Money counters still valuable during banknote updates
Even as bills themselves get more sophisticated to thwart counterfeiters, cash counters remain a valuable line of defense. Some countries are planning to issue redesigned bank notes to prevent illegitimate copies. New Zealand is the latest nation to prepare to modernize its currency to include better security measures, according to the Reserve Bank of New Zealand.
"Security features and the technology for designing and printing bank notes have advanced considerably since the current bank note series was first issued in the early 1990s," said Geoff Bascand, deputy governor of the Reserve Bank, in a speech. "While counterfeiting rates in New Zealand are low compared to the rest of the world, we need to stay one step ahead of the game."
While the size, polymer plastic material and denominations of the current series will stay the same in the new bank notes, the designs will be updated and released by denomination. The designs are projected to be released in November.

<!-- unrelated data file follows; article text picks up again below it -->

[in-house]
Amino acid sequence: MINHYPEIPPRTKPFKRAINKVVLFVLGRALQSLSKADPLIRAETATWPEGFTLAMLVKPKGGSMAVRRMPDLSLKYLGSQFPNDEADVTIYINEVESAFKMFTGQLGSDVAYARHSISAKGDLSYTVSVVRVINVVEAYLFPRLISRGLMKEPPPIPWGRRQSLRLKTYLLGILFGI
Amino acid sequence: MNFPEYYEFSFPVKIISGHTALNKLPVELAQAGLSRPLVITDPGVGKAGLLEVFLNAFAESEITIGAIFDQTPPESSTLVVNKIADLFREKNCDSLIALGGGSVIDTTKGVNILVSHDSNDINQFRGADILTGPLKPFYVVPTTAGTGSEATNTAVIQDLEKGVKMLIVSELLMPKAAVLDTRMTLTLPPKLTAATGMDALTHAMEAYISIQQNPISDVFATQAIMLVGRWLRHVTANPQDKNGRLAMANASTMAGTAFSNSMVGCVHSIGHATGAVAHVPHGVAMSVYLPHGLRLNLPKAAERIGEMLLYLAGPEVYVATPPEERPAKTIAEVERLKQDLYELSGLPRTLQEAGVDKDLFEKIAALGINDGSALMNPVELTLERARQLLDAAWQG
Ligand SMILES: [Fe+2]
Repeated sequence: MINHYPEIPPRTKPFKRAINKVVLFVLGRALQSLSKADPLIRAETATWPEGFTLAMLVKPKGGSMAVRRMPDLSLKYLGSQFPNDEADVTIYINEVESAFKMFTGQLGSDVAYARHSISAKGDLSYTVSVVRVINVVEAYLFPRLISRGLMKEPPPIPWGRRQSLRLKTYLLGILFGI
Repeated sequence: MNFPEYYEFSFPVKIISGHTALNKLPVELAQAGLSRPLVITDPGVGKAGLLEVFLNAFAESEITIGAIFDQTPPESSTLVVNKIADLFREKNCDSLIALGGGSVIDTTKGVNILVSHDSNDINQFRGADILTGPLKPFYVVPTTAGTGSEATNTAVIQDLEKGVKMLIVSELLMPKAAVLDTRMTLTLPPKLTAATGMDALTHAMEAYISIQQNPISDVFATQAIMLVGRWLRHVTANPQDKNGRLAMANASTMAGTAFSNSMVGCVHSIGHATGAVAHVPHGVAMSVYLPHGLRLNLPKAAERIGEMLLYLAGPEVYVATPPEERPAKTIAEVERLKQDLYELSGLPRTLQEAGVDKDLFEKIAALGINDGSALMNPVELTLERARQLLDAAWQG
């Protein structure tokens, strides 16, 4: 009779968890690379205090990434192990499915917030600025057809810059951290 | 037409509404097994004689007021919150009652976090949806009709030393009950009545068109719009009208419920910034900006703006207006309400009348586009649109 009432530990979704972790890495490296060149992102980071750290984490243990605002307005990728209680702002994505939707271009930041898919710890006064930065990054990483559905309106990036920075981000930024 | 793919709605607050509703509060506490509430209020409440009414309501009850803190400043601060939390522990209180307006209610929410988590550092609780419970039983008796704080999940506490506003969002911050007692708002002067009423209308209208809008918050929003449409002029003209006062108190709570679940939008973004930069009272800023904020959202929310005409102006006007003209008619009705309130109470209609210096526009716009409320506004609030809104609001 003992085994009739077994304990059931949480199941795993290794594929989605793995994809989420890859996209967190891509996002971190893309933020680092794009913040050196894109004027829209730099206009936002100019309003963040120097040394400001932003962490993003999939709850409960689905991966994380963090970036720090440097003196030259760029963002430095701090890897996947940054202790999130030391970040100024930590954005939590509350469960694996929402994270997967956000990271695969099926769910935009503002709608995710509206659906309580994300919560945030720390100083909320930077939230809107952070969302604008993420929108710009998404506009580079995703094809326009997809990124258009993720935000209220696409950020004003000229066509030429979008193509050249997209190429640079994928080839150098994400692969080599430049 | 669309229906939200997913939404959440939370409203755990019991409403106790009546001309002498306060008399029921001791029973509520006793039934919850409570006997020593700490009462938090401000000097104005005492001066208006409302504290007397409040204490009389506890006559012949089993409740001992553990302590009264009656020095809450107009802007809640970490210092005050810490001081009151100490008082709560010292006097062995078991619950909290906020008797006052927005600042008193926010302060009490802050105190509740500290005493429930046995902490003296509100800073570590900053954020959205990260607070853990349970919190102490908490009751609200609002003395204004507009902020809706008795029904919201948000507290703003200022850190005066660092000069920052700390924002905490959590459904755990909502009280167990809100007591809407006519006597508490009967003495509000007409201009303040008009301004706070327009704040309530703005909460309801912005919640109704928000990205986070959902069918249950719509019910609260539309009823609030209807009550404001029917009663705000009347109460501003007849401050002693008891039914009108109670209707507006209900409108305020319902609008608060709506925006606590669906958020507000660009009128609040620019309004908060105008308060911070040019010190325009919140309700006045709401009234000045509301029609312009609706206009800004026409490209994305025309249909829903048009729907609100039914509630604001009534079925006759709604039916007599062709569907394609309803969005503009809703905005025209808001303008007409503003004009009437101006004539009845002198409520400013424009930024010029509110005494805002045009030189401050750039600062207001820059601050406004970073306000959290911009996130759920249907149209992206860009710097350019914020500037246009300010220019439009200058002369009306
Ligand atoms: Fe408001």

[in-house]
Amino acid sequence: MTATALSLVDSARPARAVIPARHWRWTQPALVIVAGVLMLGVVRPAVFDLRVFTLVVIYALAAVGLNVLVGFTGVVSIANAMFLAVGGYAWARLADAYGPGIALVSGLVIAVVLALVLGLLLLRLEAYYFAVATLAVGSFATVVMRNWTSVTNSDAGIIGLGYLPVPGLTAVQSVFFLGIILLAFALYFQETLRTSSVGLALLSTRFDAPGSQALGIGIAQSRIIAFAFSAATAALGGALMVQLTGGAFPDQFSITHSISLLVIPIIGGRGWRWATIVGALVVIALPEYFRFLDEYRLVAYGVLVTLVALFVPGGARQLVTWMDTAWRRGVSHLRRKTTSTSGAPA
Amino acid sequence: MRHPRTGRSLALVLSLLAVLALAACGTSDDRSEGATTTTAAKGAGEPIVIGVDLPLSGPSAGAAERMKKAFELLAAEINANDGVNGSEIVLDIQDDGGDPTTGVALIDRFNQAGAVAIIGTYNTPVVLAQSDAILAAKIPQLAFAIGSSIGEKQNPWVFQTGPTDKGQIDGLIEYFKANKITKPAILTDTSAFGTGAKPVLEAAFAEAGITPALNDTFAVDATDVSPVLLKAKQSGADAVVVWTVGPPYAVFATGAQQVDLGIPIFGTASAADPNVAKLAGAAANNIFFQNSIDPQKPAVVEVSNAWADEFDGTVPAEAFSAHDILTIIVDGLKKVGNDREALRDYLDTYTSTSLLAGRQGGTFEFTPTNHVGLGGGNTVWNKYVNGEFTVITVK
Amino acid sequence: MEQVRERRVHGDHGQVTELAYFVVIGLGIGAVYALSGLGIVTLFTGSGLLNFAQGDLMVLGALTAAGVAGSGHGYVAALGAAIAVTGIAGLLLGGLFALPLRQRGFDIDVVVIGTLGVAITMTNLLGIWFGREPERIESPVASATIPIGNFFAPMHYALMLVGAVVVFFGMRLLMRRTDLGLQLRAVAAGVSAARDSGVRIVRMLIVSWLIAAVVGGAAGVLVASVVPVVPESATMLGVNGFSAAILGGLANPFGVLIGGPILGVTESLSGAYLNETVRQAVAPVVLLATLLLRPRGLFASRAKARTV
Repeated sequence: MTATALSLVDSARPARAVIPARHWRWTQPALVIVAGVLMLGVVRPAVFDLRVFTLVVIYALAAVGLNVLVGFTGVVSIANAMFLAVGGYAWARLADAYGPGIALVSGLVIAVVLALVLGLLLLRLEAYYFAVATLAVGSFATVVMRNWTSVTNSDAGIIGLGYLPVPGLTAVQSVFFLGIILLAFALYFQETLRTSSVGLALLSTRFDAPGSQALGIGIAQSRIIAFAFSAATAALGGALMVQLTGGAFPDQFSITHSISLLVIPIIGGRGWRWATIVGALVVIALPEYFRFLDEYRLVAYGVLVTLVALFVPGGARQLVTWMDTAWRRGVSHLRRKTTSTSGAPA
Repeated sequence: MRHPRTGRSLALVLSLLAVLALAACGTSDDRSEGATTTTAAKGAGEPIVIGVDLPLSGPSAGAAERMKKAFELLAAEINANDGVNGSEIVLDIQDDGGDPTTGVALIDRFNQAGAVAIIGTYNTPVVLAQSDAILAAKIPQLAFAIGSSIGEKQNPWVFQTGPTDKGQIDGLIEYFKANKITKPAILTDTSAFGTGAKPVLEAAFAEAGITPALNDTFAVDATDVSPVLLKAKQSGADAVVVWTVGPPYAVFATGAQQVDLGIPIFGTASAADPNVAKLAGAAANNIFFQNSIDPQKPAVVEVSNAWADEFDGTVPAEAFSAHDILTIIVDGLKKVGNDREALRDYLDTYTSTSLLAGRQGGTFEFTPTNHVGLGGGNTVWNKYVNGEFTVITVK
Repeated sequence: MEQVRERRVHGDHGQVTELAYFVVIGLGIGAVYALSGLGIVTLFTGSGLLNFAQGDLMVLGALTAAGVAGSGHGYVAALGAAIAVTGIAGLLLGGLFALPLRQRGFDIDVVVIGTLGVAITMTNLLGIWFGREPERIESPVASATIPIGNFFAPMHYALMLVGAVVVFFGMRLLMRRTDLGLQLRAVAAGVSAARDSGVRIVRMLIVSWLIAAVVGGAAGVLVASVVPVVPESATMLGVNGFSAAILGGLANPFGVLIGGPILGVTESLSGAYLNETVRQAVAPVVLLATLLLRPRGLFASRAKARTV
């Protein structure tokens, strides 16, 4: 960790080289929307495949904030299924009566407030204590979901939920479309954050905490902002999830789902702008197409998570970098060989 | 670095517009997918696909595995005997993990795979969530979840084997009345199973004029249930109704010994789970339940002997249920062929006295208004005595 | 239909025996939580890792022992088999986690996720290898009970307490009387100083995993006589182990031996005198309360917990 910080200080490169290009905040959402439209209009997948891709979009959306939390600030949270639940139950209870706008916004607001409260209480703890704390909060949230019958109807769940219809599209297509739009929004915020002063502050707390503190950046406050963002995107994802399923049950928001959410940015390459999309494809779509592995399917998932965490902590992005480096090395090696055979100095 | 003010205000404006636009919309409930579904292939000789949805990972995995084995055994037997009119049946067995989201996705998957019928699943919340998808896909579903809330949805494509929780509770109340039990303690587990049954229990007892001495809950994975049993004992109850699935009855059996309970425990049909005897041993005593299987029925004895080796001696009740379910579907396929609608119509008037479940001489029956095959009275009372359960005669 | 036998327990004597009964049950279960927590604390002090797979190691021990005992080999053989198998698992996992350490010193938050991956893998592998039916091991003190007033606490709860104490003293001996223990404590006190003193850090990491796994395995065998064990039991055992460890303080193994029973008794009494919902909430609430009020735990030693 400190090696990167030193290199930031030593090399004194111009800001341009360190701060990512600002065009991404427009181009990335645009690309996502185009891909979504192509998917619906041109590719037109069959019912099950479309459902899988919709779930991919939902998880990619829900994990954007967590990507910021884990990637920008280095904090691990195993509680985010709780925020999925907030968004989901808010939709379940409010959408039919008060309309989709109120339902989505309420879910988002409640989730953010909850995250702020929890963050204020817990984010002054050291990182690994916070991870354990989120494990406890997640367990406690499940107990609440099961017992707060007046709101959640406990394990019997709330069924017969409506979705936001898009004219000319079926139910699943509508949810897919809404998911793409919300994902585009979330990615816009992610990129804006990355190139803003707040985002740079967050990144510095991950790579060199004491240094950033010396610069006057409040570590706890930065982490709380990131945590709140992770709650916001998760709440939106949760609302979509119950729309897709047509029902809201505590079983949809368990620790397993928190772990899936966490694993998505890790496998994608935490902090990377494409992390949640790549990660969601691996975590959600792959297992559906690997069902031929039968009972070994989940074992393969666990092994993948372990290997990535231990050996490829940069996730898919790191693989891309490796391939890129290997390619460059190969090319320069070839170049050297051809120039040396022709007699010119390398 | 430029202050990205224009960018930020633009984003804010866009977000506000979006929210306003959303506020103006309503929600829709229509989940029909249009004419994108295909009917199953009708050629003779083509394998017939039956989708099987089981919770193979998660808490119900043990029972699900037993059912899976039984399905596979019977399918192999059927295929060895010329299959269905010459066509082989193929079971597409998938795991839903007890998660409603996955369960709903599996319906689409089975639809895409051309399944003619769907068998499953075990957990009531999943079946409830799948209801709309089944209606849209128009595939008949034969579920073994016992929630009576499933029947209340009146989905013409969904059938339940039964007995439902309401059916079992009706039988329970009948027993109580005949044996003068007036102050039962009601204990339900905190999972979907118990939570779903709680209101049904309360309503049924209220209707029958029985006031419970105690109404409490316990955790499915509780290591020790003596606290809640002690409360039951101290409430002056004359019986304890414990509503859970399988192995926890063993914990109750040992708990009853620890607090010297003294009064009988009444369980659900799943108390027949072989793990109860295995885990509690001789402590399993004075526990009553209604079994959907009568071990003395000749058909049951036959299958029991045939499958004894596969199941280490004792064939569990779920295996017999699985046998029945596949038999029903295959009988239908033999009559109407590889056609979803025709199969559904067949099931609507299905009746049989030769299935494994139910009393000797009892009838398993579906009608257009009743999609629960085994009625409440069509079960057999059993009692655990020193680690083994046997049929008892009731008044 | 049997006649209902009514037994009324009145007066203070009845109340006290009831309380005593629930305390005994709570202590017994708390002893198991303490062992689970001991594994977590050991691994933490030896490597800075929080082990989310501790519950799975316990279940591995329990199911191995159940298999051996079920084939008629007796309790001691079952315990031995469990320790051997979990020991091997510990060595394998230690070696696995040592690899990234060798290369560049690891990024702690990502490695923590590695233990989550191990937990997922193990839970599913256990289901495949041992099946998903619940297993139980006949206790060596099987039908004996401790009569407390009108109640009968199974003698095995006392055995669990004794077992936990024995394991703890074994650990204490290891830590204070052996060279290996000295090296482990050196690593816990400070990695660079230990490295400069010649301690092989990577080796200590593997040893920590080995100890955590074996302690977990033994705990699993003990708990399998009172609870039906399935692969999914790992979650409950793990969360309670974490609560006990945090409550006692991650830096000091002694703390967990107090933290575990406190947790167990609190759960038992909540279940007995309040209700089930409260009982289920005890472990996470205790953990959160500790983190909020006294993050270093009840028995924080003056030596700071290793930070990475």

Some of the new features on the bills include color changing and parts of the note that vary to the eye, New Zealand publication 3 News reported. These design elements are expected to make the country's currency more difficult to counterfeit. The current New Zealand bills have a transparent window.
Money counters give businesses a way to better guard themselves against the risks of accepting counterfeit currency. Even though many countries are updating their currency, older bills will still be valid and will co-circulate with the new bank notes. In the U.S., counterfeiting has increased, and many of the people who are caught with fake bank notes have produced them on their own with a home printer. Cash counters offer more protection because some copies appear valid to the naked eye.